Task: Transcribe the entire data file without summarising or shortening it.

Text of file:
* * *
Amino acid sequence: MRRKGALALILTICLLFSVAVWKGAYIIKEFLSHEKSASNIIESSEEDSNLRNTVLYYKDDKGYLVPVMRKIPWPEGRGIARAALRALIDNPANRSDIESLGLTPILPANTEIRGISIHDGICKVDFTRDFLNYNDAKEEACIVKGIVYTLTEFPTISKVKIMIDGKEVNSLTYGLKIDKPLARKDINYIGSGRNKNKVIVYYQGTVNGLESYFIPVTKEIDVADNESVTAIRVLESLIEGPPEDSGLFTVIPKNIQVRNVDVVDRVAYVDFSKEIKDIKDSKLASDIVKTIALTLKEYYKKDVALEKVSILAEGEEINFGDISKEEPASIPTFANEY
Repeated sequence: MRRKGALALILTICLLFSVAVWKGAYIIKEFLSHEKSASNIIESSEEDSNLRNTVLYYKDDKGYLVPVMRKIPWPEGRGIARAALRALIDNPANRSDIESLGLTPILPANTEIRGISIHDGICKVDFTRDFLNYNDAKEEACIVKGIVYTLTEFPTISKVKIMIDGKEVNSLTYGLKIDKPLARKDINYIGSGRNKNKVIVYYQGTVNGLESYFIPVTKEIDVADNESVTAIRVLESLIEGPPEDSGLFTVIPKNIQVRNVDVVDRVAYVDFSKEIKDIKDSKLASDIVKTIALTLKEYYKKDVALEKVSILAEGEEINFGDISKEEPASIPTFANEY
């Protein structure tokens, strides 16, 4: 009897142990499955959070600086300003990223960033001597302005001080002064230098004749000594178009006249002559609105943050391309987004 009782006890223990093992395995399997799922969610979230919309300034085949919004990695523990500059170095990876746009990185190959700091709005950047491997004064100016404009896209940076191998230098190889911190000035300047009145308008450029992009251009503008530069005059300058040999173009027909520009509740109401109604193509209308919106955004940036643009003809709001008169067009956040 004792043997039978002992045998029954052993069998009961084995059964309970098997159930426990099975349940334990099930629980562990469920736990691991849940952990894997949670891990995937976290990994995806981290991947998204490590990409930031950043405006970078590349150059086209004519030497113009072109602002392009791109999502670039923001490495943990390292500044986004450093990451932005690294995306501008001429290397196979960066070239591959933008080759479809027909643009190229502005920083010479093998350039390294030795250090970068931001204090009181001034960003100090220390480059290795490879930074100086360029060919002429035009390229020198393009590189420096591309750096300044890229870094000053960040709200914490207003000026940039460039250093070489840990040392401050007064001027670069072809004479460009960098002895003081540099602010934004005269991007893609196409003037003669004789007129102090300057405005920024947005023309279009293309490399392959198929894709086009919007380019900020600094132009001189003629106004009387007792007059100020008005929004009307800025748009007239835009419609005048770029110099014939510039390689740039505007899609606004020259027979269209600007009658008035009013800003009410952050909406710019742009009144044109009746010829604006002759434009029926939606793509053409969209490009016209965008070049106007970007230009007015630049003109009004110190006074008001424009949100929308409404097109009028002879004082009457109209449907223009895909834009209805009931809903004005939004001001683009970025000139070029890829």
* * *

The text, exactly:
Amino acid sequence: MRRKGALALILTICLLFSVAVWKGAYIIKEFLSHEKSASNIIESSEEDSNLRNTVLYYKDDKGYLVPVMRKIPWPEGRGIARAALRALIDNPANRSDIESLGLTPILPANTEIRGISIHDGICKVDFTRDFLNYNDAKEEACIVKGIVYTLTEFPTISKVKIMIDGKEVNSLTYGLKIDKPLARKDINYIGSGRNKNKVIVYYQGTVNGLESYFIPVTKEIDVADNESVTAIRVLESLIEGPPEDSGLFTVIPKNIQVRNVDVVDRVAYVDFSKEIKDIKDSKLASDIVKTIALTLKEYYKKDVALEKVSILAEGEEINFGDISKEEPASIPTFANEY
Repeated sequence: MRRKGALALILTICLLFSVAVWKGAYIIKEFLSHEKSASNIIESSEEDSNLRNTVLYYKDDKGYLVPVMRKIPWPEGRGIARAALRALIDNPANRSDIESLGLTPILPANTEIRGISIHDGICKVDFTRDFLNYNDAKEEACIVKGIVYTLTEFPTISKVKIMIDGKEVNSLTYGLKIDKPLARKDINYIGSGRNKNKVIVYYQGTVNGLESYFIPVTKEIDVADNESVTAIRVLESLIEGPPEDSGLFTVIPKNIQVRNVDVVDRVAYVDFSKEIKDIKDSKLASDIVKTIALTLKEYYKKDVALEKVSILAEGEEINFGDISKEEPASIPTFANEY
């Protein structure tokens, strides 16, 4: 009897142990499955959070600086300003990223960033001597302005001080002064230098004749000594178009006249002559609105943050391309987004 009782006890223990093992395995399997799922969610979230919309300034085949919004990695523990500059170095990876746009990185190959700091709005950047491997004064100016404009896209940076191998230098190889911190000035300047009145308008450029992009251009503008530069005059300058040999173009027909520009509740109401109604193509209308919106955004940036643009003809709001008169067009956040 004792043997039978002992045998029954052993069998009961084995059964309970098997159930426990099975349940334990099930629980562990469920736990691991849940952990894997949670891990995937976290990994995806981290991947998204490590990409930031950043405006970078590349150059086209004519030497113009072109602002392009791109999502670039923001490495943990390292500044986004450093990451932005690294995306501008001429290397196979960066070239591959933008080759479809027909643009190229502005920083010479093998350039390294030795250090970068931001204090009181001034960003100090220390480059290795490879930074100086360029060919002429035009390229020198393009590189420096591309750096300044890229870094000053960040709200914490207003000026940039460039250093070489840990040392401050007064001027670069072809004479460009960098002895003081540099602010934004005269991007893609196409003037003669004789007129102090300057405005920024947005023309279009293309490399392959198929894709086009919007380019900020600094132009001189003629106004009387007792007059100020008005929004009307800025748009007239835009419609005048770029110099014939510039390689740039505007899609606004020259027979269209600007009658008035009013800003009410952050909406710019742009009144044109009746010829604006002759434009029926939606793509053409969209490009016209965008070049106007970007230009007015630049003109009004110190006074008001424009949100929308409404097109009028002879004082009457109209449907223009895909834009209805009931809903004005939004001001683009970025000139070029890829």